Discover more from Consumer VC Club
Natalie Sportelli, Director, Bullish
After spending time in journalism, VC, and startups, Natalie decided to pivot back to VC while leveraging her experience in journalism and brand marketing.
“I grew up in Syracuse, New York. I went to college to study biology with the intention of going into medicine but as soon as I took an English literature course, I immediately fell in love with being an English major.
My fascination with journalism and writing stems from my love of meeting people and understanding why they devote their lives to pursuing their passions. Throughout my college years, I interned in Colgate’s communications office, gaining valuable real-world experience. I also did two internships in journalism, one at CNBC and one at Forbes. After graduating college, I joined Forbes full-time where I helped build the 30 Under 30 franchise.
At Forbes, I engaged with many startup founders, and it was there that I was first exposed to the venture ecosystem. After my time at Forbes, I moved on to Lerer Hippeau, where I worked on the brand and content side, helping founders and the fund position themselves to their audiences and the media.
It was a great experience working in venture but I wanted to gain some operating experience after speaking with founders as a reporter, and then supporting them on the platform team at Lerer Hippeau. This led me to join Thingtesting, a direct-to-consumer brand directory focused on authentic user reviews, where I served as the Head of Content and was employee number four.
After taking a sabbatical to recenter myself, I knew I wanted to go back into venture and be at a firm where I could sit on the investment side while leveraging my background in and love of brand building. Bullish stood out to me because it’s both a consumer fund and creative agency — it understands the value of marketing and consumer needs better than anyone.
Bullish is an early-stage consumer fund that invests from pre-seed to series A in B2C business models. Some of our early portfolio successes were Warby Parker, Bubble, Sunday Lawn, Harry’s, and so forth.
In general, we want to work with founders who understand brand and the end consumer so we can work together to design these remarkable brands. Since joining Bullish, it's so clear how special our model is and how much value it offers.”
What are some trends that you are excited about?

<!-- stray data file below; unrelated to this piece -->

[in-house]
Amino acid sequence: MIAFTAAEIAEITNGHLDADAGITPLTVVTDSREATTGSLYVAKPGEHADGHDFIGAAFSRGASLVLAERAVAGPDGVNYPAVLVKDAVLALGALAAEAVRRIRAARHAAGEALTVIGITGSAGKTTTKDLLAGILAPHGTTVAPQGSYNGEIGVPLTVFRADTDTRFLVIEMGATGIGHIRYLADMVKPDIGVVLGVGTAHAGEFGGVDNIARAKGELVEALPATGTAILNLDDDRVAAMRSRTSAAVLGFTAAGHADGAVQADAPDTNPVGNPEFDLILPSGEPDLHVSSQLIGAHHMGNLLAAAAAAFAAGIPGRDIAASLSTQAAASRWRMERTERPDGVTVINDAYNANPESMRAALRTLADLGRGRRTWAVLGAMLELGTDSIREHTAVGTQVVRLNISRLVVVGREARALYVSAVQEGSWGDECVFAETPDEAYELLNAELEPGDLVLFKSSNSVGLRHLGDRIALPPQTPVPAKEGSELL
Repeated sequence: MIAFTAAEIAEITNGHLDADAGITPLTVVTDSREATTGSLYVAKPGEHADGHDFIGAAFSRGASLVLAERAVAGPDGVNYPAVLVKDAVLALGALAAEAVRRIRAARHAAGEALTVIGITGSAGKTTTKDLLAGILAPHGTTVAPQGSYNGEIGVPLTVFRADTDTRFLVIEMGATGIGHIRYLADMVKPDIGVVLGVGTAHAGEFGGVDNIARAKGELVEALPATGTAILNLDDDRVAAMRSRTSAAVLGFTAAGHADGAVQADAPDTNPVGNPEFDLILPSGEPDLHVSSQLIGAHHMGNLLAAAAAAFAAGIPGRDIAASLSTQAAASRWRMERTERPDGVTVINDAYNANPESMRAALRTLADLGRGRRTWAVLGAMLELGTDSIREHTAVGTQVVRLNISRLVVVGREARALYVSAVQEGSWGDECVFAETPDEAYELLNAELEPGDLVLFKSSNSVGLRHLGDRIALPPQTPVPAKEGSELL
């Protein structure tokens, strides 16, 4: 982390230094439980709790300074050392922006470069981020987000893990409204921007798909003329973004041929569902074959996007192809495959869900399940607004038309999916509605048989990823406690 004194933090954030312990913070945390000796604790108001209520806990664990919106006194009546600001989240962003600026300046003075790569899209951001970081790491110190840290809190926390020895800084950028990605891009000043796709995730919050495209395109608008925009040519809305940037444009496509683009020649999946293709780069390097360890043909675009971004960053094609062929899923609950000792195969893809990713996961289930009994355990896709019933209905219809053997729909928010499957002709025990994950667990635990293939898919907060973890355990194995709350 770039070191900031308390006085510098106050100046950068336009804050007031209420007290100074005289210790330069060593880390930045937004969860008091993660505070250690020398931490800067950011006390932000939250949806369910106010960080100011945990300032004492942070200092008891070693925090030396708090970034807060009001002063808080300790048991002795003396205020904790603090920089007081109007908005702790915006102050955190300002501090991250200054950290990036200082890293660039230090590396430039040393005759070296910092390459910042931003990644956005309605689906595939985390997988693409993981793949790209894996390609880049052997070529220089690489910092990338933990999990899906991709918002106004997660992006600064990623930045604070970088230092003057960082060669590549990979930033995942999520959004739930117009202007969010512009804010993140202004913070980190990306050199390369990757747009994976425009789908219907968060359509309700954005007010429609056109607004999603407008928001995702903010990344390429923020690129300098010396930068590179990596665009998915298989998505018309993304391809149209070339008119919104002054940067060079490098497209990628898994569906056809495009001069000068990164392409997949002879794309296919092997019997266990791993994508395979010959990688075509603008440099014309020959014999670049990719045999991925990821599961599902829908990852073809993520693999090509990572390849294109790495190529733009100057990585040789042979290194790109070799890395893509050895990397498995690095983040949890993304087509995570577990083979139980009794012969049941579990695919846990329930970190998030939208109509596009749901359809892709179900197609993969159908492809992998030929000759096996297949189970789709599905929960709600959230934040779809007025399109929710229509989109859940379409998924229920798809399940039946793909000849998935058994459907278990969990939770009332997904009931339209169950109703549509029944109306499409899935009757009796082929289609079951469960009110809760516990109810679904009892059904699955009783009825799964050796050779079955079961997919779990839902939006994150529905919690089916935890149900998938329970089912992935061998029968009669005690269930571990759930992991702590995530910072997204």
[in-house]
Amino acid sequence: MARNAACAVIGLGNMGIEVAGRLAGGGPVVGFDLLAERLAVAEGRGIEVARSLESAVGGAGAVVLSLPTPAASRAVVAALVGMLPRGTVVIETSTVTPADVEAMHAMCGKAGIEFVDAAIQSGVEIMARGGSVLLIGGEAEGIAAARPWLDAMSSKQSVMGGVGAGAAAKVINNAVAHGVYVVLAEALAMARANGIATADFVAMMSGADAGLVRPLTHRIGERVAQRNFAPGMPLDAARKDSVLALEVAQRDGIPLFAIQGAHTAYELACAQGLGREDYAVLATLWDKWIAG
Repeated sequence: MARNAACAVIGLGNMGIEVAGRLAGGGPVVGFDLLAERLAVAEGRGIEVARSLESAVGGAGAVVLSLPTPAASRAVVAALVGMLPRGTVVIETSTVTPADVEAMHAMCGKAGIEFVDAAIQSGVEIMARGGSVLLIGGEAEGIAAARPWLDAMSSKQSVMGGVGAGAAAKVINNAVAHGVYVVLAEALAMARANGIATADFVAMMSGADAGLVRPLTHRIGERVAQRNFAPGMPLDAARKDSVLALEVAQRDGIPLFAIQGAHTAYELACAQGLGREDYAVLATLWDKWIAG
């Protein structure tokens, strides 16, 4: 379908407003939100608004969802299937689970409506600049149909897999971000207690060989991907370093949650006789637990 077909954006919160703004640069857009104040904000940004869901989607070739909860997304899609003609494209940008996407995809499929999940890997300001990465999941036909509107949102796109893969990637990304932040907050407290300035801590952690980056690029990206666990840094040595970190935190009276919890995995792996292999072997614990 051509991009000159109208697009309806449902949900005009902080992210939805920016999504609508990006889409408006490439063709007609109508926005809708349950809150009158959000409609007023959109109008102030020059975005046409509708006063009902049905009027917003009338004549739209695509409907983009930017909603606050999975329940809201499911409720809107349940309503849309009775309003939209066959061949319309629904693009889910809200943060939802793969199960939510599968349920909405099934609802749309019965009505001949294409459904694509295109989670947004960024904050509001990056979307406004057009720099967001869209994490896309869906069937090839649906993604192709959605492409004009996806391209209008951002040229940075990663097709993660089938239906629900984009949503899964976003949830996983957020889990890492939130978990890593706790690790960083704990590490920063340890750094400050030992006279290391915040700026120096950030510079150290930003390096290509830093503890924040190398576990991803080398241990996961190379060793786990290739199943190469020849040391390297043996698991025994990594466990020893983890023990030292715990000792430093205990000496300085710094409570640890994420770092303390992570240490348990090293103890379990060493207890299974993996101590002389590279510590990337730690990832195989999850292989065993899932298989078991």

“If you look at any news headline on a given day, you'll find reports that people are spending less money or that they're spending more. Despite all the conflicting reports, the macro environment still indicates that consumers are willing to spend. Given that, I believe investors who do want to see consumer deals should be vocal about their interest, even if it doesn’t fit into the current hype cycle or narrative. There will always be consumers, and consumers will always be spending. Ideally, investors being more vocal would offer consumer founders reassurance so they feel more confident to go out and pitch them. I, for example, would love to see your company.”
What are some components of building a great brand?
"I believe that understanding who your consumer is, is really important. Is there a need for this product? Also, understanding who will be buying it – are you talking to and marketing to the right psychographic? It's crucial to gauge, as a founder, whether you have a strong sense of your brand. Do you know how to nurture the brand and communicate effectively? This is key to building a community and driving growth. Creating a community and fostering a cult-like obsession with your brand is important to being successful.
Companies need to know how to connect with their customers and provide an unparalleled experience. You need to know how your brand resonates with customers and how it establishes a connection with them. It's not just about having a brand idea; it's about knowing how you're serving your customers."
What are some key areas you look at when evaluating consumer brands?
“One metric I really value is: Would you buy this again? This contributes to the repeat purchase rate, which in turn affects lifetime value.
Another one I find intriguing is: Would you recommend this to a friend? I might try something and find that it's not for me, but I would still recommend it to someone else to try. Every consumer's relationship with what they buy is highly individual, and there are many questions about loyalty and the attachment to the things we buy. It can vary widely, but ultimately, it's a very personal decision. We are influenced by others, but our choice to continue a relationship with a product is highly individualistic.”
What do you like to do for fun?
“I really enjoy not using my phone. Given my background in journalism, I always feel the need to stay informed about what's going on. I'm constantly reading and absorbing a lot of information throughout the day, so what I like to do is put my phone out of reach (this means I'm pretty bad at texting.)
One hobby that gets me off my phone is cooking. I like to challenge myself to cook through a cookbook, do Whole30, try out meal prep, and generally use cooking as a competitive and creative outlet. It always makes me feel accomplished if it comes out well. It’s a great way for me to be off my phone and zone out and, at the end of the process, end up with a lasagna."